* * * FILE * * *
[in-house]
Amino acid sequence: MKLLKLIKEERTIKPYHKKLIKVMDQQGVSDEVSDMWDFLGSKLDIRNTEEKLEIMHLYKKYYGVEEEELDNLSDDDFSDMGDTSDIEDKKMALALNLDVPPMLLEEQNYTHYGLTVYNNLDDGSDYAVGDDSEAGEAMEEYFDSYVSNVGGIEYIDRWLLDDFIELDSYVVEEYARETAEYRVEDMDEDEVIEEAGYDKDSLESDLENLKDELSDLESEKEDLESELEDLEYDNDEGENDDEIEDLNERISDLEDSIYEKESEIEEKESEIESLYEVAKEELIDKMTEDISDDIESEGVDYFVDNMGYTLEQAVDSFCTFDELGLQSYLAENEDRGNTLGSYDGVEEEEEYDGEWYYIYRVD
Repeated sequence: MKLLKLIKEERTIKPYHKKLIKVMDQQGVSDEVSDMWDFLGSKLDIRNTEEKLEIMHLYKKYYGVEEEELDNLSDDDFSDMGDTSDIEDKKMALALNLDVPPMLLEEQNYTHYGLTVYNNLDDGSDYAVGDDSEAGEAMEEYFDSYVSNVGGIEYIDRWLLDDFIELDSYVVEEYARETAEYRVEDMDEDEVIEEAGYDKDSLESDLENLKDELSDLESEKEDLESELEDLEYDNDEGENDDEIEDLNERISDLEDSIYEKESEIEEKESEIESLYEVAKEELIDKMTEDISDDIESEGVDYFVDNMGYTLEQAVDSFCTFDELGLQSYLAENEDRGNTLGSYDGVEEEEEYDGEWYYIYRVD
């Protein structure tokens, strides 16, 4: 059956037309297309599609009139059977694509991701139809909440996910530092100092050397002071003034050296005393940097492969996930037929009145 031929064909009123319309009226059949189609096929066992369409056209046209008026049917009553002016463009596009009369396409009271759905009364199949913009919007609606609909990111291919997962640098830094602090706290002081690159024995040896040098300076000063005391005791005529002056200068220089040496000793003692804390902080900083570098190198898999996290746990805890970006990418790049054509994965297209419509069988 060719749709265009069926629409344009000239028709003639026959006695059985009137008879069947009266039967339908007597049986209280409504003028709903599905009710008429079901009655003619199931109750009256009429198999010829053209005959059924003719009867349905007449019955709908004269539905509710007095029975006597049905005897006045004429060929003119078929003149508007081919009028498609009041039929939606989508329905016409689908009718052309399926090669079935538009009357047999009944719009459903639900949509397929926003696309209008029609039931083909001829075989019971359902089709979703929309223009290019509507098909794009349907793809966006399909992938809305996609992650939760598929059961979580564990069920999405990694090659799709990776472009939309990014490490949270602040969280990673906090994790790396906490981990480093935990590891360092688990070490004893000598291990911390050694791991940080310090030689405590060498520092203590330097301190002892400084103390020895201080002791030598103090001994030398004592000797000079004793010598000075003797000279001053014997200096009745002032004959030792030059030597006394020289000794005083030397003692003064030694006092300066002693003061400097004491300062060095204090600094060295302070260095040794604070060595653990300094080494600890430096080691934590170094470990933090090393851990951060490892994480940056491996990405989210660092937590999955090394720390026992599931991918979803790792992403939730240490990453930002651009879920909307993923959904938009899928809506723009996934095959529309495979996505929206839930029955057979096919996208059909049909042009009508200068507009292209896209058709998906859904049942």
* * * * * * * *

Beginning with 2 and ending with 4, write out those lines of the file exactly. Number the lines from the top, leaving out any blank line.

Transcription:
Amino acid sequence: MKLLKLIKEERTIKPYHKKLIKVMDQQGVSDEVSDMWDFLGSKLDIRNTEEKLEIMHLYKKYYGVEEEELDNLSDDDFSDMGDTSDIEDKKMALALNLDVPPMLLEEQNYTHYGLTVYNNLDDGSDYAVGDDSEAGEAMEEYFDSYVSNVGGIEYIDRWLLDDFIELDSYVVEEYARETAEYRVEDMDEDEVIEEAGYDKDSLESDLENLKDELSDLESEKEDLESELEDLEYDNDEGENDDEIEDLNERISDLEDSIYEKESEIEEKESEIESLYEVAKEELIDKMTEDISDDIESEGVDYFVDNMGYTLEQAVDSFCTFDELGLQSYLAENEDRGNTLGSYDGVEEEEEYDGEWYYIYRVD
Repeated sequence: MKLLKLIKEERTIKPYHKKLIKVMDQQGVSDEVSDMWDFLGSKLDIRNTEEKLEIMHLYKKYYGVEEEELDNLSDDDFSDMGDTSDIEDKKMALALNLDVPPMLLEEQNYTHYGLTVYNNLDDGSDYAVGDDSEAGEAMEEYFDSYVSNVGGIEYIDRWLLDDFIELDSYVVEEYARETAEYRVEDMDEDEVIEEAGYDKDSLESDLENLKDELSDLESEKEDLESELEDLEYDNDEGENDDEIEDLNERISDLEDSIYEKESEIEEKESEIESLYEVAKEELIDKMTEDISDDIESEGVDYFVDNMGYTLEQAVDSFCTFDELGLQSYLAENEDRGNTLGSYDGVEEEEEYDGEWYYIYRVD
């Protein structure tokens, strides 16, 4: 059956037309297309599609009139059977694509991701139809909440996910530092100092050397002071003034050296005393940097492969996930037929009145 031929064909009123319309009226059949189609096929066992369409056209046209008026049917009553002016463009596009009369396409009271759905009364199949913009919007609606609909990111291919997962640098830094602090706290002081690159024995040896040098300076000063005391005791005529002056200068220089040496000793003692804390902080900083570098190198898999996290746990805890970006990418790049054509994965297209419509069988 060719749709265009069926629409344009000239028709003639026959006695059985009137008879069947009266039967339908007597049986209280409504003028709903599905009710008429079901009655003619199931109750009256009429198999010829053209005959059924003719009867349905007449019955709908004269539905509710007095029975006597049905005897006045004429060929003119078929003149508007081919009028498609009041039929939606989508329905016409689908009718052309399926090669079935538009009357047999009944719009459903639900949509397929926003696309209008029609039931083909001829075989019971359902089709979703929309223009290019509507098909794009349907793809966006399909992938809305996609992650939760598929059961979580564990069920999405990694090659799709990776472009939309990014490490949270602040969280990673906090994790790396906490981990480093935990590891360092688990070490004893000598291990911390050694791991940080310090030689405590060498520092203590330097301190002892400084103390020895201080002791030598103090001994030398004592000797000079004793010598000075003797000279001053014997200096009745002032004959030792030059030597006394020289000794005083030397003692003064030694006092300066002693003061400097004491300062060095204090600094060295302070260095040794604070060595653990300094080494600890430096080691934590170094470990933090090393851990951060490892994480940056491996990405989210660092937590999955090394720390026992599931991918979803790792992403939730240490990453930002651009879920909307993923959904938009899928809506723009996934095959529309495979996505929206839930029955057979096919996208059909049909042009009508200068507009292209896209058709998906859904049942």